Calif. opinion: CC&Rs and surrender of constitutional rights

 

This is an important Calif. case on CC&Rs and the extent to which your “agreement” to be bound satisfies the waiver of your constitutional rights.  Arizona’s HB 2441  – written by CAI — proposes a waiver of access to the courts by homeowners.  CAI wants it in law rather than by contract to avoid a similar ruling.  As I said before, they have an answer  or “out” for anything that they propose, which always leads to the courts and $$$$  for them.  And, Arizona’s  HB 2717 had a restriction on incentives for HOA attorneys to  run to the courts on every little thing — cut the fee awards to the them — rather than the HOA and homeowner trying to work it out first. It has been removed by the sponsor.

Here’s a few quotes from the California opinion, emphasis added.

 

Treating CC&R’s as a contract such that they are sufficient to waive the right to trial by jury does not comport with the importance of the right waived. CC&R’s are notoriously lengthy, are adhesive in nature, are written by developers perhaps years before many owners buy, and often, as here with regard to the waiver of trial by jury, cannot be modified by the association. Further, the document is not signed by the parties.” (Treo, supra, 166 Cal.App.4th at pp. 1066–1067.)

 

CC&R’s are generally, as here, adhesive and unilateral and those bound by their terms may only have constructive notice of those terms and no contractual relationship with the developer who drafted the CC&R’s.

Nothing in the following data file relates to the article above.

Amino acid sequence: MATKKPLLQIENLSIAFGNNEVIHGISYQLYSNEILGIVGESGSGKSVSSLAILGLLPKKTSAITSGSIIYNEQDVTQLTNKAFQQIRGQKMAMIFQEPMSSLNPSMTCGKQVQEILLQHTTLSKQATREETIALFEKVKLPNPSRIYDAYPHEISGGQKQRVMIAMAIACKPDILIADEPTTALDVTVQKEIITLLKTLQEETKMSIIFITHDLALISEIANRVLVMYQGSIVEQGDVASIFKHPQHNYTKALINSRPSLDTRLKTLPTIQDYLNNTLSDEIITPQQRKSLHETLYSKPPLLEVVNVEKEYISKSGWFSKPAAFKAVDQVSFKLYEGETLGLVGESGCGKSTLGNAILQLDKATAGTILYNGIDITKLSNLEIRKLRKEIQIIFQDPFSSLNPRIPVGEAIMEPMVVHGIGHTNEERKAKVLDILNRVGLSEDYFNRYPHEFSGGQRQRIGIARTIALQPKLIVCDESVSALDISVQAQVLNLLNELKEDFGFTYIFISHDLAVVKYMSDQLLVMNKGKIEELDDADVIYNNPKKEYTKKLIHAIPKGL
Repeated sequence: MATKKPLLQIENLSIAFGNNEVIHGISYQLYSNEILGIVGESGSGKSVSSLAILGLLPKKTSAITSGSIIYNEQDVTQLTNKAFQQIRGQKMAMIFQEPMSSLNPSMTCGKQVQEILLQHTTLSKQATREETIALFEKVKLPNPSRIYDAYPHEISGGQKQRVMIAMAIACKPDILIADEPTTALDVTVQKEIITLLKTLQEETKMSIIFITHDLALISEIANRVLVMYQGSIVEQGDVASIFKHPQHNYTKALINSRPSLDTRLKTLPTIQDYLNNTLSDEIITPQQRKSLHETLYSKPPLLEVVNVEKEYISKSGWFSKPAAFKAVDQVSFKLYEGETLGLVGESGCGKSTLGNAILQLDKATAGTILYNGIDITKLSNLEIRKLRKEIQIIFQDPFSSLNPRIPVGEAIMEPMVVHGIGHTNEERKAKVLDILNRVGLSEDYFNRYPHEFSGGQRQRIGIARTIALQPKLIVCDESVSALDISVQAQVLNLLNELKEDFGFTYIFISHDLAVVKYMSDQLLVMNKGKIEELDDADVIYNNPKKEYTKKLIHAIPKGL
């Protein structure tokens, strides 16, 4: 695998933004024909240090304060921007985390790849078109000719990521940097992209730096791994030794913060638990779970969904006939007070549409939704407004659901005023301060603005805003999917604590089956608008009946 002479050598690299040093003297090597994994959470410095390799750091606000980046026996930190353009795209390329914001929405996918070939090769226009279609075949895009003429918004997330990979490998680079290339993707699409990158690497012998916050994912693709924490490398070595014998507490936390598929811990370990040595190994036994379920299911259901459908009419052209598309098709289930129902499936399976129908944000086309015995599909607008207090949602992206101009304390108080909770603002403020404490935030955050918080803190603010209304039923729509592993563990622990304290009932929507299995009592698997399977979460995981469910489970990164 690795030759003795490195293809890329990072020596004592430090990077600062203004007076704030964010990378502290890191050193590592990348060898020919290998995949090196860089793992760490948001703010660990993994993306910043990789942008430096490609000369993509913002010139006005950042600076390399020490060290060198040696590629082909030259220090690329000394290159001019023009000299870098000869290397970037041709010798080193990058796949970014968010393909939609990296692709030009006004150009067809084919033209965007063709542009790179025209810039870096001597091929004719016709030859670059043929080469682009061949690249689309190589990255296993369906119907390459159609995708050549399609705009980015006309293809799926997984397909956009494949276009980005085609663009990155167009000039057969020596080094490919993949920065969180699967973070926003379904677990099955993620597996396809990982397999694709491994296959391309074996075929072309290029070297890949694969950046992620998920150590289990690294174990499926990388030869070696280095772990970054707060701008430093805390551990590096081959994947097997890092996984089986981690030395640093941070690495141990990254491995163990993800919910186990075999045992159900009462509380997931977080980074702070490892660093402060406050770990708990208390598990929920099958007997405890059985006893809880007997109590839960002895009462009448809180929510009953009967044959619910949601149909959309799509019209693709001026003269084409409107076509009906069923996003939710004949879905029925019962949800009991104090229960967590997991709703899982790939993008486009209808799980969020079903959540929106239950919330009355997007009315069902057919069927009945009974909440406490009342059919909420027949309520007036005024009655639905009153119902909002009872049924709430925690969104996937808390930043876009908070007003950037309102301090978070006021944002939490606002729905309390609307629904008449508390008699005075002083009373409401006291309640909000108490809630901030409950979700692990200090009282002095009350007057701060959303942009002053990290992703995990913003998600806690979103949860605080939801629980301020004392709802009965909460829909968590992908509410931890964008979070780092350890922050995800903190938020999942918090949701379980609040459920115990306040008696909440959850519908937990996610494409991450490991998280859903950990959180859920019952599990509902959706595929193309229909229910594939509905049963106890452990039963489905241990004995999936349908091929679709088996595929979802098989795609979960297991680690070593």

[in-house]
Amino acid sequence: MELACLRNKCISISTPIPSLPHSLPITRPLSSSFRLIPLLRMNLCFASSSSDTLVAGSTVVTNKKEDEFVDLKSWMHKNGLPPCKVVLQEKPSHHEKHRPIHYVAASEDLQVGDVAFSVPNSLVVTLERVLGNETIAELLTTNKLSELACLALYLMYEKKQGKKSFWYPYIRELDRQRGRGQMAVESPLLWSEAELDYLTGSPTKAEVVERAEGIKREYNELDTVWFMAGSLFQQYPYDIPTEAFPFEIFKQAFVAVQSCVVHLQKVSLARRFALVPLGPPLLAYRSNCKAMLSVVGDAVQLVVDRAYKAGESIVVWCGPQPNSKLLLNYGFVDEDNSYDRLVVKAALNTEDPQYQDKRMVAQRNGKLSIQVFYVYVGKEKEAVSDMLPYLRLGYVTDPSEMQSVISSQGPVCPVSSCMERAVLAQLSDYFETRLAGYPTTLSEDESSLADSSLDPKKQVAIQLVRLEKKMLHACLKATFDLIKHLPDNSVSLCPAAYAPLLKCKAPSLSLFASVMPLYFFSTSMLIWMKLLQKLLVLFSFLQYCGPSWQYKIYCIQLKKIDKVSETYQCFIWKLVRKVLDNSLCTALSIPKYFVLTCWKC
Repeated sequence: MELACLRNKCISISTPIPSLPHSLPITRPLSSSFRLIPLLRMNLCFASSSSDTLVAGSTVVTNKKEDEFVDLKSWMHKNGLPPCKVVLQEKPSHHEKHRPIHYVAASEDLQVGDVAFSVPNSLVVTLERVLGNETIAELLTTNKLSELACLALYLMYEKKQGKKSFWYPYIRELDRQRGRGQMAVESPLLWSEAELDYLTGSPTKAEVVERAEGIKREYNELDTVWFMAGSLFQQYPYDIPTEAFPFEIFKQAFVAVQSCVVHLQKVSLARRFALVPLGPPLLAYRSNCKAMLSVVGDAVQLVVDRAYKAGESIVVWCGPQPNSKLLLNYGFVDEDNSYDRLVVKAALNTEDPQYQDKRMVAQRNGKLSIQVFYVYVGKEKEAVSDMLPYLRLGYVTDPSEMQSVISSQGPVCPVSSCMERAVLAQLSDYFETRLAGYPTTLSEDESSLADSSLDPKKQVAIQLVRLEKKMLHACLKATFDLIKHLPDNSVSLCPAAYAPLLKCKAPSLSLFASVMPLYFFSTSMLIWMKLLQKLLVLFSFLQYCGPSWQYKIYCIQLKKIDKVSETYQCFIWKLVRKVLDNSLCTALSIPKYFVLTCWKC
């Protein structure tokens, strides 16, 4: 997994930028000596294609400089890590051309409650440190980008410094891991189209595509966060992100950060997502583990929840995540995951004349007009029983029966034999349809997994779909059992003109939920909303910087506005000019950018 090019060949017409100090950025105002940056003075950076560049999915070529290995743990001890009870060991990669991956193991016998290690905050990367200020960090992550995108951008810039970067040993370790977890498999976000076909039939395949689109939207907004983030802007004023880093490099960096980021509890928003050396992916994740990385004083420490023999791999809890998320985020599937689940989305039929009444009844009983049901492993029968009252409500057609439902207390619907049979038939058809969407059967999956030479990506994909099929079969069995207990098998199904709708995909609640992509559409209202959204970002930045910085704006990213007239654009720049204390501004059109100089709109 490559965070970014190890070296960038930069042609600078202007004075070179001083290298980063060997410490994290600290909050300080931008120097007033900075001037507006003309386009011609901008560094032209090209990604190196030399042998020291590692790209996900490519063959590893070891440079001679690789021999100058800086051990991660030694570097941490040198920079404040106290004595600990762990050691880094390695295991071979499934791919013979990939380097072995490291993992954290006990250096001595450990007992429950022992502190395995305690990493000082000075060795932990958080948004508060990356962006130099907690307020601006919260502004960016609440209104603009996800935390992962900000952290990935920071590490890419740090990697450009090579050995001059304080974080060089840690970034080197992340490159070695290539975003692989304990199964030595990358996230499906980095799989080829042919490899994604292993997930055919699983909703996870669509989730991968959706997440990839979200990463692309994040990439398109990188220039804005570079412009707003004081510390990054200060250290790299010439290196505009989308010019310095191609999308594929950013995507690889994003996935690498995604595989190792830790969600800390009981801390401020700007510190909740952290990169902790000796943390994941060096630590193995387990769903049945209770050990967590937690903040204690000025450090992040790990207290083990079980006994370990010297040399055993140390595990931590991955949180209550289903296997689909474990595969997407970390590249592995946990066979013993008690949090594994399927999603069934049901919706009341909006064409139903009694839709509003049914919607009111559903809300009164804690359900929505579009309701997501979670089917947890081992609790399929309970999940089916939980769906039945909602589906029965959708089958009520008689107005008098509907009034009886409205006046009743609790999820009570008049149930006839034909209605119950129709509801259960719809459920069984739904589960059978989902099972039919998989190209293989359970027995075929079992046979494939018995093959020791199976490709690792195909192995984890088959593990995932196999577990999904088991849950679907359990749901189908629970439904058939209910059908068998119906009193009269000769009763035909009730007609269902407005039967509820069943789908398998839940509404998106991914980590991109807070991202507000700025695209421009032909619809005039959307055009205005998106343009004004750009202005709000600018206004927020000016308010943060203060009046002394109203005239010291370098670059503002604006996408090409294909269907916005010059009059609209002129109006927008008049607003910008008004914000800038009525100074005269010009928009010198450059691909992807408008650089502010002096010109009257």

(This case focuses on the narrower question of waiver of jury trial).

Source:  Villa Vicenza v. Nobel Court Dev., 191 Cal. App. 4Th 963 (Cal. App. 4th Dist. Jan. 1, 2011).

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Published in: on March 4, 2011 at 8:08 am  Comments (2)  
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2 CommentsLeave a comment

  1. […] Calif. opinion: CC&Rs and surrender of constitutional rights […]

  2. […] Furthermore, the lobbyist once again makes an erroneous statement that the homeowner signed his CC&RS.  No such thing occurs in Arizona!  Even if he is required to sign the CC&RS, it would not matter as the common law of servitudes binds the homeowner as soon as he takes possession of his deed, sight unseen.  It’s called constructive notice.  Contract law and constitutional law have been replaced by the pro-HOA servitudes laws.  See Calif. opinion: CC&Rs and surrender of constitutional rights. […]


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